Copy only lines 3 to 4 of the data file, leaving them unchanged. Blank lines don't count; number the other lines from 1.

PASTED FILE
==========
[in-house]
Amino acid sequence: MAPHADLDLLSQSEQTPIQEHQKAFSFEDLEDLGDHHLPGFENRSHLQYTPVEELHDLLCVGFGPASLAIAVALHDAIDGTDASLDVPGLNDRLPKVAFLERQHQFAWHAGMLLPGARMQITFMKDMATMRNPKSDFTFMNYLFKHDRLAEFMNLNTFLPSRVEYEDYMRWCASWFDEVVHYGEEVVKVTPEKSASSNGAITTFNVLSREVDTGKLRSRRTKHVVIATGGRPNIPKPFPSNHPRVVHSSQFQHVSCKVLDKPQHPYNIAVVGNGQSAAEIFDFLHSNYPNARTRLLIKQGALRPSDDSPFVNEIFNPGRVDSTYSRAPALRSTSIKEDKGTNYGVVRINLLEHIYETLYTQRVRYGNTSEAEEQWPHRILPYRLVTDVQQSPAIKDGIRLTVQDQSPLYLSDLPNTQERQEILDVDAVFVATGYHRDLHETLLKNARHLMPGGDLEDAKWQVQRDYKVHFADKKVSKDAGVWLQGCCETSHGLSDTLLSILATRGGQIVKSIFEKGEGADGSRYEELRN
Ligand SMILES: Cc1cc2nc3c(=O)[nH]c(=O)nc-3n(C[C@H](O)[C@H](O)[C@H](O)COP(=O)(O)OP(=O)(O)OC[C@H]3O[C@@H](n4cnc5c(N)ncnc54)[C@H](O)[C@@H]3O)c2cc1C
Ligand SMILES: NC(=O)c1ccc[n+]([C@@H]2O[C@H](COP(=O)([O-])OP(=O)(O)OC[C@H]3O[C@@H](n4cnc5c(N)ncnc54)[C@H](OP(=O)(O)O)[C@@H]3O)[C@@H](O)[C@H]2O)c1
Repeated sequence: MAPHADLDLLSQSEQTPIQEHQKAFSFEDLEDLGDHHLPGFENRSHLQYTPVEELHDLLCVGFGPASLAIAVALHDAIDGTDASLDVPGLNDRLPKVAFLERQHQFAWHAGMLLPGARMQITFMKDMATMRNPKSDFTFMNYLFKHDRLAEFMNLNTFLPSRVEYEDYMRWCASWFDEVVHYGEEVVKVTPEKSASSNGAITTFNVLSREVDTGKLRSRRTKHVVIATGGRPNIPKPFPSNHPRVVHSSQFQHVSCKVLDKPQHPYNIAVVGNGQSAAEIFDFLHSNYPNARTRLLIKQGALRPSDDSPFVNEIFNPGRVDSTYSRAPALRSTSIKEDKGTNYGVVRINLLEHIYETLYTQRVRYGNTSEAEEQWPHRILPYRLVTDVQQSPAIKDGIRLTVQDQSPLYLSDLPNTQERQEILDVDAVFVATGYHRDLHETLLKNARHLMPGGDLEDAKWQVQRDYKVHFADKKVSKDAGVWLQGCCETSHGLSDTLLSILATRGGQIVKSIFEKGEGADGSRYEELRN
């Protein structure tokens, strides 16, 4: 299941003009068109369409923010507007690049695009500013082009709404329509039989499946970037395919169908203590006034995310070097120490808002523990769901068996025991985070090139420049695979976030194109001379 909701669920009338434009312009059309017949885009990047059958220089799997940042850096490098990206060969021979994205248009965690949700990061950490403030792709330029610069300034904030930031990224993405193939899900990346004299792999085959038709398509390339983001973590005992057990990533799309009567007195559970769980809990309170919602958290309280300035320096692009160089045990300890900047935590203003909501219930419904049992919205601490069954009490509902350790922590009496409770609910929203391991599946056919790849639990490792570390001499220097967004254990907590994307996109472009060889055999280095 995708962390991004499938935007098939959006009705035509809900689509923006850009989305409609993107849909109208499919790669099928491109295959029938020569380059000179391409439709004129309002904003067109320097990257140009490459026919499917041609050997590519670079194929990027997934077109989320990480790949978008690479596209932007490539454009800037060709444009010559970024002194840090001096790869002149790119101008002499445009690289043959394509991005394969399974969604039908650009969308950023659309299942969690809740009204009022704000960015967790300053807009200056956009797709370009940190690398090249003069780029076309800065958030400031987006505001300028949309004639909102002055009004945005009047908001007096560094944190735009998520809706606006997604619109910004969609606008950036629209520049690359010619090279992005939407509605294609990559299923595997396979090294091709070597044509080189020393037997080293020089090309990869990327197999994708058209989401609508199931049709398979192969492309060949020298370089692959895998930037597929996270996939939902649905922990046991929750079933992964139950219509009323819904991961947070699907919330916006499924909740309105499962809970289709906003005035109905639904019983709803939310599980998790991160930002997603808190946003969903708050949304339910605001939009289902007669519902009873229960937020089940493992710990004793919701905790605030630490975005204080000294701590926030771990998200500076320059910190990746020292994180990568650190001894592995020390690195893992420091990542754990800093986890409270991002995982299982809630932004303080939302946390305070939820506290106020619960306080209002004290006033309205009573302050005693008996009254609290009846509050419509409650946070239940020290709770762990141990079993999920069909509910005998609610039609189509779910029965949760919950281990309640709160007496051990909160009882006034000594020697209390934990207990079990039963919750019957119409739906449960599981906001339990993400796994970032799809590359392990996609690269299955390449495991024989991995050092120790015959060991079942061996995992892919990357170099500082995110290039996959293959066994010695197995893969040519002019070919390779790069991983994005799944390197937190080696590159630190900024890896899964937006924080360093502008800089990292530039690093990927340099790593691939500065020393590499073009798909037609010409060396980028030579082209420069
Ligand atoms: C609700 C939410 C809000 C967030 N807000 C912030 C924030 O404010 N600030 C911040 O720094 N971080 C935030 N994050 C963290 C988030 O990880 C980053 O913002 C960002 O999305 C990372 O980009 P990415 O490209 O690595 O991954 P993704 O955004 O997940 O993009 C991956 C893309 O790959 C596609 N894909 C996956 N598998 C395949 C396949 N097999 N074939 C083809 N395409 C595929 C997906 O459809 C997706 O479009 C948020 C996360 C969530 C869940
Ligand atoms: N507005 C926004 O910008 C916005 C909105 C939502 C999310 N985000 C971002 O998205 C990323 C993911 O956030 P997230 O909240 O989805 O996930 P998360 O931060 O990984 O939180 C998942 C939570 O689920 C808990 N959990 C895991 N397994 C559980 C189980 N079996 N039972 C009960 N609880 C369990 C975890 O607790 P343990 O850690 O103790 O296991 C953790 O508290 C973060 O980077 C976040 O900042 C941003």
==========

Ligand SMILES: Cc1cc2nc3c(=O)[nH]c(=O)nc-3n(C[C@H](O)[C@H](O)[C@H](O)COP(=O)(O)OP(=O)(O)OC[C@H]3O[C@@H](n4cnc5c(N)ncnc54)[C@H](O)[C@@H]3O)c2cc1C
Ligand SMILES: NC(=O)c1ccc[n+]([C@@H]2O[C@H](COP(=O)([O-])OP(=O)(O)OC[C@H]3O[C@@H](n4cnc5c(N)ncnc54)[C@H](OP(=O)(O)O)[C@@H]3O)[C@@H](O)[C@H]2O)c1